NBA Finals: How the Thunder rose from the dredges of 3-29 to the NBA Finals

COMMENTARY — The Oklahoma City Thunder worked its way back from the edge of a historic level of losing to the heights not even the sappiest soul could imagine.
by Berry Tramel Published: June 10, 2012
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The defeats kept mounting. A 14-game losing streak. An eight-game losing streak. A five-game losing streak. The Thunder was 3-29 and headed for the wrong kind of history.

And Scotty Brooks, handed the reins of that woebegotten team in November 2008, kept his chin up. Stayed positive. Stayed upbeat.

Even had a standard message for his browbeaten players.

“We weren't losing games,” Brooks would tell that team of Damien Wilkins and Johan Petro. “I was telling the guys we were learning how to win games, and there's a big difference.”

Good line. If only it were true. The Thunder most certainly was losing games, and its fledgling coach took the defeats hard.

“I put on a pretty good face,” Brooks said of going 2-17 in his first 19 games as an NBA head coach. “There's no question it hurt. Every day you go to work you want to have success.”

If not for the glimmer of hope he saw in how hard Kevin Durant and Russell Westbrook worked, Brooks doesn't know what would have become of his chance to run an NBA team.

“That's what kept me going at that time,” Brooks said. “Because if it wasn't for that, I would have been looking at our record and going, ‘Oh, there (goes) my chance. I'm done. I'm moving on.' But those guys really kept me going.”

They keep Brooks going still. From the dredges of 3-29, the Thunder approaches the summit. The NBA Finals against the Miami Heat, starting Tuesday night in OKC. In only 3 1/2 years, the Thunder has gone from talk of worst team in league history to Finals favorite.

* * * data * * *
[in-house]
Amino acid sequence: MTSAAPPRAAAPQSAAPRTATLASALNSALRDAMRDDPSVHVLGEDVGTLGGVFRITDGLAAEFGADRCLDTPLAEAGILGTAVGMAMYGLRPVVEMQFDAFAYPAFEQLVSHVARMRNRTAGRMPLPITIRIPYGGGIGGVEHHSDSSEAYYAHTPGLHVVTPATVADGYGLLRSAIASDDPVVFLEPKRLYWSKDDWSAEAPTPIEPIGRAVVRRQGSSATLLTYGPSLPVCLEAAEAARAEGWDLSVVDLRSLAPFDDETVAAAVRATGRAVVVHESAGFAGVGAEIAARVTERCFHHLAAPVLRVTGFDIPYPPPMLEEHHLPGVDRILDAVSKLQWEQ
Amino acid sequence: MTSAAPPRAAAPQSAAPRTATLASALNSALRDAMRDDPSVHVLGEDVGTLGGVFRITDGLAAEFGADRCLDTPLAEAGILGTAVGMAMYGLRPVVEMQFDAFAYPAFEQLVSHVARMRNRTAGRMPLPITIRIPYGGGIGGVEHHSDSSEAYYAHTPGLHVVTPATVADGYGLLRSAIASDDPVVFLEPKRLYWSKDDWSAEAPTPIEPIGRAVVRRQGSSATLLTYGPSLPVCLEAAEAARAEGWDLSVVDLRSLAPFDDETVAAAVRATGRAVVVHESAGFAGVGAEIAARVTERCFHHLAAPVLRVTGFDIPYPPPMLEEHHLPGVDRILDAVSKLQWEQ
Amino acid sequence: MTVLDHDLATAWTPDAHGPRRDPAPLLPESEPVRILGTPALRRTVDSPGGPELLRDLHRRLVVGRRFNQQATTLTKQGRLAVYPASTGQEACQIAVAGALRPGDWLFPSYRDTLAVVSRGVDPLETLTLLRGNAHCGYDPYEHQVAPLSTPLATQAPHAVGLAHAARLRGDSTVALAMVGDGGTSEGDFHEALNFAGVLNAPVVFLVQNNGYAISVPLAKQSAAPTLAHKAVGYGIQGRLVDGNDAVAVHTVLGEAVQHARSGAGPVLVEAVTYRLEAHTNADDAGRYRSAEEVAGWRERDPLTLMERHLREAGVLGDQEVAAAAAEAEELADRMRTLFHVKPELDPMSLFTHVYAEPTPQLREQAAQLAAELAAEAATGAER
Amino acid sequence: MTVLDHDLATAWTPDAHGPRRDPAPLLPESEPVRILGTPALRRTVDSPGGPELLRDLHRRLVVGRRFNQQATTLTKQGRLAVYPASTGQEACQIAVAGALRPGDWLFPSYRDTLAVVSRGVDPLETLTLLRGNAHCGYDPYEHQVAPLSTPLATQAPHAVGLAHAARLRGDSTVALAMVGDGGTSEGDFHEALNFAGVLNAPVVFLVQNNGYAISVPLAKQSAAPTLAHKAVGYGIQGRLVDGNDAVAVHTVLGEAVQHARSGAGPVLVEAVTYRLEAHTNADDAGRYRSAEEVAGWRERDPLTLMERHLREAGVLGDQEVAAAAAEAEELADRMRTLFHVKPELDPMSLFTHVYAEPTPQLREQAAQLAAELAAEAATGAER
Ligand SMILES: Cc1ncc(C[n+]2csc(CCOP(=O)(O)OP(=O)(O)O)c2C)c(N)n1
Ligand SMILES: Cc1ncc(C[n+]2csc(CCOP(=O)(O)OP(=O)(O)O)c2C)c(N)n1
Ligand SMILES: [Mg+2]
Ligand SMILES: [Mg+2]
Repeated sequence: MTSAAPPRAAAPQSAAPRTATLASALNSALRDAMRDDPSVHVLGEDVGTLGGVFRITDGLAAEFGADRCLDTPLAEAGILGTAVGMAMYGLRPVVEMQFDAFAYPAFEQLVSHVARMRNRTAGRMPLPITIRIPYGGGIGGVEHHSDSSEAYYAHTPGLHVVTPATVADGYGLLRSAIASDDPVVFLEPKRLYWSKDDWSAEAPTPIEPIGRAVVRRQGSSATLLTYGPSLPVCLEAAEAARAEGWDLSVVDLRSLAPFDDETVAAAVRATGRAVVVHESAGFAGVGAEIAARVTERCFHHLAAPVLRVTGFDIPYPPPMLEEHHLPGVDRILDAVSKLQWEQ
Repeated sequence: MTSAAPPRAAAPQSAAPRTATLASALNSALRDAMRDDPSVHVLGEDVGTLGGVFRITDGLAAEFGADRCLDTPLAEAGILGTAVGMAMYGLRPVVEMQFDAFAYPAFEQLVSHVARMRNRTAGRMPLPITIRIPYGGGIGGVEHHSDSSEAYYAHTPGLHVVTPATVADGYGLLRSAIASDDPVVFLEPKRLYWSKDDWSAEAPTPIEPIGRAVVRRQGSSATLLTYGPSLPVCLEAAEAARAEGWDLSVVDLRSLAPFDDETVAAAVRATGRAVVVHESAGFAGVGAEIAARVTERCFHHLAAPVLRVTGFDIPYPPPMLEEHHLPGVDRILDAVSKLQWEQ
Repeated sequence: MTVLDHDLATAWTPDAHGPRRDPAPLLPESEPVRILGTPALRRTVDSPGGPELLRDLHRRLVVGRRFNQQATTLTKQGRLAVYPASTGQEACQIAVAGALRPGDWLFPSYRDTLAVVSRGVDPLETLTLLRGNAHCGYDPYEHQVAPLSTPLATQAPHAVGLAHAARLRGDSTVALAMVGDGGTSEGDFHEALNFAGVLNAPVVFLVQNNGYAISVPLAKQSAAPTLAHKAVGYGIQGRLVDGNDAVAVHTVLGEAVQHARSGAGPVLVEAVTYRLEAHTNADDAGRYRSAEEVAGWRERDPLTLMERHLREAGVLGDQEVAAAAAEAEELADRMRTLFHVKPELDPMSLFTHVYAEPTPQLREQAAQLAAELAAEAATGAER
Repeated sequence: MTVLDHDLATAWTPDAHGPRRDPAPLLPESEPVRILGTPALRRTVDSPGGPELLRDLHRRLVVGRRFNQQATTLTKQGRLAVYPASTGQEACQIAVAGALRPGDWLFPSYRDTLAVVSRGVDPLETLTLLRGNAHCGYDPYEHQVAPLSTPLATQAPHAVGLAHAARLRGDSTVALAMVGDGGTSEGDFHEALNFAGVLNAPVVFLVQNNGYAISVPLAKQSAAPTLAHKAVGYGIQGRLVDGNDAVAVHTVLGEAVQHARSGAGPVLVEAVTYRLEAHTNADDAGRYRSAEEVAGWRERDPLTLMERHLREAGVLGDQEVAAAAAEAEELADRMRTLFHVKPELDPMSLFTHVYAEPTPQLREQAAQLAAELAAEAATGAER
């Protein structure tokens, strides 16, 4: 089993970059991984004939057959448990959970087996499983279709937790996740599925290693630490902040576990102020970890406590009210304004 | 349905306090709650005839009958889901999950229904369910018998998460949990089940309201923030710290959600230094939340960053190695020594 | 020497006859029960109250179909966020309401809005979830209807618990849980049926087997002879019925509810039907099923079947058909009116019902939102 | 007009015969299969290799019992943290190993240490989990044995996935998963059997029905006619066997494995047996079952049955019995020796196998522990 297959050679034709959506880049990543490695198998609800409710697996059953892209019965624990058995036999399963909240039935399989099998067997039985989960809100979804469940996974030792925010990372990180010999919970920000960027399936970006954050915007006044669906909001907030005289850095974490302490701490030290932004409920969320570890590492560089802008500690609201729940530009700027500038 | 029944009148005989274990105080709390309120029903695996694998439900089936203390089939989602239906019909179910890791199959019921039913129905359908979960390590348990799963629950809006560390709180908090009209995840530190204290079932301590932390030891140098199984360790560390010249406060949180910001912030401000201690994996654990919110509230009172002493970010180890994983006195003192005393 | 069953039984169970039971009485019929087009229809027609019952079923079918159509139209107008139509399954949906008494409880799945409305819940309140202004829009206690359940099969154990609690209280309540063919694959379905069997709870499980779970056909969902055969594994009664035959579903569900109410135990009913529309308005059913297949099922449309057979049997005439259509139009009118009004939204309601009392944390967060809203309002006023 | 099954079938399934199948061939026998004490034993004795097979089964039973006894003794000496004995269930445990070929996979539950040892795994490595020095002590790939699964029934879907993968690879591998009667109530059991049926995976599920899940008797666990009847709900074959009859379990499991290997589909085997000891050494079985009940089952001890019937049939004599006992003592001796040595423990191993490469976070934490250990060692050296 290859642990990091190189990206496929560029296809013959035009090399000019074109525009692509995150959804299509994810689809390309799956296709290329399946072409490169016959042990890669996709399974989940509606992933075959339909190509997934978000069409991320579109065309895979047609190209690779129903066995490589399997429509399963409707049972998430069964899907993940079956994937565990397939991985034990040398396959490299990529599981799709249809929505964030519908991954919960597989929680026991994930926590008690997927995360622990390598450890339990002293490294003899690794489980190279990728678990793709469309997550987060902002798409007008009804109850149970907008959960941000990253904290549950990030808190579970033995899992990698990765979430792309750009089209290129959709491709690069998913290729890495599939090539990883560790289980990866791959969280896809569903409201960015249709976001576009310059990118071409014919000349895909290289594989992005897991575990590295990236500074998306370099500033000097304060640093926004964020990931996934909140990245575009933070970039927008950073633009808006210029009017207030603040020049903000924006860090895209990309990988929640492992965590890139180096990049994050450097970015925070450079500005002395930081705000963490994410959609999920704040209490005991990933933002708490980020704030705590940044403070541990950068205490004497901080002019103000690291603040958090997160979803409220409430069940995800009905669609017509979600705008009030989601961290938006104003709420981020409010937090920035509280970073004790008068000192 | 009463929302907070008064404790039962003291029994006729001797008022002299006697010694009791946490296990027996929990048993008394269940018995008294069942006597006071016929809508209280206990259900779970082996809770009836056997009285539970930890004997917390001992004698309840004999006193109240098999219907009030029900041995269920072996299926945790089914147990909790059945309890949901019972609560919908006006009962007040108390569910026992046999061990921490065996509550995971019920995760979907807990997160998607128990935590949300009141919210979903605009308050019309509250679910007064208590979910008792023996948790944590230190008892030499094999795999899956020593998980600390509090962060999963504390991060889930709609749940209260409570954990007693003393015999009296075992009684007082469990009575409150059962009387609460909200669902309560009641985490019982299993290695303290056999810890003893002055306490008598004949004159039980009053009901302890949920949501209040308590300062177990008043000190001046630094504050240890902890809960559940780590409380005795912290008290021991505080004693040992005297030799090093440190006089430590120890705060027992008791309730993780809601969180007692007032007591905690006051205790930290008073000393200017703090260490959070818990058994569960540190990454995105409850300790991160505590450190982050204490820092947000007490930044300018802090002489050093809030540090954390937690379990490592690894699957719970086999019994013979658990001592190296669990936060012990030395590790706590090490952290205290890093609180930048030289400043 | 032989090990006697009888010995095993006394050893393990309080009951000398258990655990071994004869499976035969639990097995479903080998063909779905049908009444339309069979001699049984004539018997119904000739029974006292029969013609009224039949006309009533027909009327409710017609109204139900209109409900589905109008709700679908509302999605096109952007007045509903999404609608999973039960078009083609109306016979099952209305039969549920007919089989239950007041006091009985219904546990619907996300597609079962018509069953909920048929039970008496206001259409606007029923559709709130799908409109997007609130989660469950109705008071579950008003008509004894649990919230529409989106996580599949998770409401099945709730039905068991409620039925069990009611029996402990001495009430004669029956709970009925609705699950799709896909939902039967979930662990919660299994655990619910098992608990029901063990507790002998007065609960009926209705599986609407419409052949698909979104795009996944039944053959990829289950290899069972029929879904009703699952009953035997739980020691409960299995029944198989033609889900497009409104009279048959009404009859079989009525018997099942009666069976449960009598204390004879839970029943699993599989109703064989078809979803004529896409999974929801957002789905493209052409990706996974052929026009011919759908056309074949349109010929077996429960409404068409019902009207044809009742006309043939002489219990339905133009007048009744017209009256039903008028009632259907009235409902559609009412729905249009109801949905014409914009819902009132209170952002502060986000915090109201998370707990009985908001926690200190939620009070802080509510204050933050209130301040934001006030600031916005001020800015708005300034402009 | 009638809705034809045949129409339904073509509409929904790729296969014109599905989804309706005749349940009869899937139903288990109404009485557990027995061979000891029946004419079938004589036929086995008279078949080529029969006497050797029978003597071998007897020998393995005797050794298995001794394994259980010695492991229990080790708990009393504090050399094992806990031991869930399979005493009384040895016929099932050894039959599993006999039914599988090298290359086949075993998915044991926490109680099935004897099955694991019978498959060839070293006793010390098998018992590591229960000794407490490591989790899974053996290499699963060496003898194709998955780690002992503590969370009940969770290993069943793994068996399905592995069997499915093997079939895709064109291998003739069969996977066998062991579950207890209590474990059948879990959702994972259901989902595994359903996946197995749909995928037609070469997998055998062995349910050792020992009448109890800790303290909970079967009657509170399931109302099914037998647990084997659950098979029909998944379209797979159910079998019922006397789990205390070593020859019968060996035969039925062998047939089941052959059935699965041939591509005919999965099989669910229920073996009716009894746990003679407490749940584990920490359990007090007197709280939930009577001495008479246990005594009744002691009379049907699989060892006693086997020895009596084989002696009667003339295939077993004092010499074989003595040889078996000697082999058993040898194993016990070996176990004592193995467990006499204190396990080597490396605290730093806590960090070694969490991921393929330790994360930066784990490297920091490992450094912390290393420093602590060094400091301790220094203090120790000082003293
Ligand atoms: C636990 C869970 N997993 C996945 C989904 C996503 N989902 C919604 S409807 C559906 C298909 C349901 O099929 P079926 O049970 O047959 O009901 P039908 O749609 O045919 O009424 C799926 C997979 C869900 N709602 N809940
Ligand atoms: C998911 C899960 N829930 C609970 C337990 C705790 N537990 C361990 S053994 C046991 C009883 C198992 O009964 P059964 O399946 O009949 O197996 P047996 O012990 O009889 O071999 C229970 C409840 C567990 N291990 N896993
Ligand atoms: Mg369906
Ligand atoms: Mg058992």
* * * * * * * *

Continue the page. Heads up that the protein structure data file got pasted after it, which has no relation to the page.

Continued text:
It happened so fast. Such acceleration. The Thunder became competitive by that first season's end. Then won 50 games in 2009-10. Made the 2011 Western Conference Finals. Now owns home-court advantage in the Finals.

“You can look at it as a negative,” Westbrook said of that 3-29 start, “but I think as a group and as an organization, we've seen some light, and we've seen that one day we'd be at this moment, and one day we'd have an opportunity to win a championship.”

Hard to believe that anyone saw it at 3-29. Durant was superstar special, and Westbrook was promising, but that first Thunder team was otherwise a mismash of mediocre talent. Nick Collison is the only Boomer remaining from that roster.

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by Berry Tramel
Columnist
Berry Tramel, a lifelong Oklahoman, sports fan and newspaper reader, joined The Oklahoman in 1991 and has served as beat writer, assistant sports editor, sports editor and columnist. Tramel grew up reading four daily newspapers — The...
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